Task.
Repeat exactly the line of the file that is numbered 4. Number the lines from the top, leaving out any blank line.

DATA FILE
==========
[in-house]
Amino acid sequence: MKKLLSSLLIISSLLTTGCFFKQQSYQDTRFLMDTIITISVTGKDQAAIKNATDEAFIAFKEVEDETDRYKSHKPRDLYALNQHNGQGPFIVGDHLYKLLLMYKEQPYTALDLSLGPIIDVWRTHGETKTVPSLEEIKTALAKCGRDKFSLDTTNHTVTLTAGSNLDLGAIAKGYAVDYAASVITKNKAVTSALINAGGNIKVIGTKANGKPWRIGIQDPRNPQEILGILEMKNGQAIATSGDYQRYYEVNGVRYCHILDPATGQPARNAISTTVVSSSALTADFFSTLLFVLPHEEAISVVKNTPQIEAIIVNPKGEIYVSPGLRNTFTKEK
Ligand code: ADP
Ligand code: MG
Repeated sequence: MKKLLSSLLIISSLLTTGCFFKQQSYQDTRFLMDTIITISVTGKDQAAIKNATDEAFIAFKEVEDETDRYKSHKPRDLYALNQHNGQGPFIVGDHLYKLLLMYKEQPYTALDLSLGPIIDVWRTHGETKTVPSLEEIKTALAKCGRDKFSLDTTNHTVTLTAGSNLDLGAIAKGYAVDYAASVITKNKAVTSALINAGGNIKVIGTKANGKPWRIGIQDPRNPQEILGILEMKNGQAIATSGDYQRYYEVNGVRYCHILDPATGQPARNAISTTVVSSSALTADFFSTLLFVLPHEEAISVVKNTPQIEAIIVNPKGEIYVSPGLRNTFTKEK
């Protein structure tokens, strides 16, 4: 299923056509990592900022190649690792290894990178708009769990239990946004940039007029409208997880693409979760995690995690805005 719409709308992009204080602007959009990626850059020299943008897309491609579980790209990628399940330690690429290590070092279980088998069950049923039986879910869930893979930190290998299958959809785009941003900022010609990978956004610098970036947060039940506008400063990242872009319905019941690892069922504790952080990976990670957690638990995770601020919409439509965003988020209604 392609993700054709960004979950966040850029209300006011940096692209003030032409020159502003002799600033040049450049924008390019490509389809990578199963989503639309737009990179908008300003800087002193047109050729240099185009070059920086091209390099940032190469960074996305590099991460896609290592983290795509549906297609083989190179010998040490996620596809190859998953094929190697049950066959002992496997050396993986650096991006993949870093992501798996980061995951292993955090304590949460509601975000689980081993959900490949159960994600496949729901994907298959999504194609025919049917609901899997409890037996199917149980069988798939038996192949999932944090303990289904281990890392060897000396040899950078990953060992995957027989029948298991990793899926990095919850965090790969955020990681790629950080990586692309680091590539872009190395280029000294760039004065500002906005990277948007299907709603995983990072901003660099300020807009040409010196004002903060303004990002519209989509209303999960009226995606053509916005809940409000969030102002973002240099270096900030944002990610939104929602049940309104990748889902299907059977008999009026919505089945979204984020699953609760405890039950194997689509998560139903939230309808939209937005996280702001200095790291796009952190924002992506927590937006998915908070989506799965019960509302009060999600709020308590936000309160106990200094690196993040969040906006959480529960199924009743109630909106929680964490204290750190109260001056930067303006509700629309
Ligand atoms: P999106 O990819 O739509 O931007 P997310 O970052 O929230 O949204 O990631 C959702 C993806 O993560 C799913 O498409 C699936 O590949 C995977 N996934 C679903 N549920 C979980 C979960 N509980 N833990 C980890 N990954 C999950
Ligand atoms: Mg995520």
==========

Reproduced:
Ligand code: MG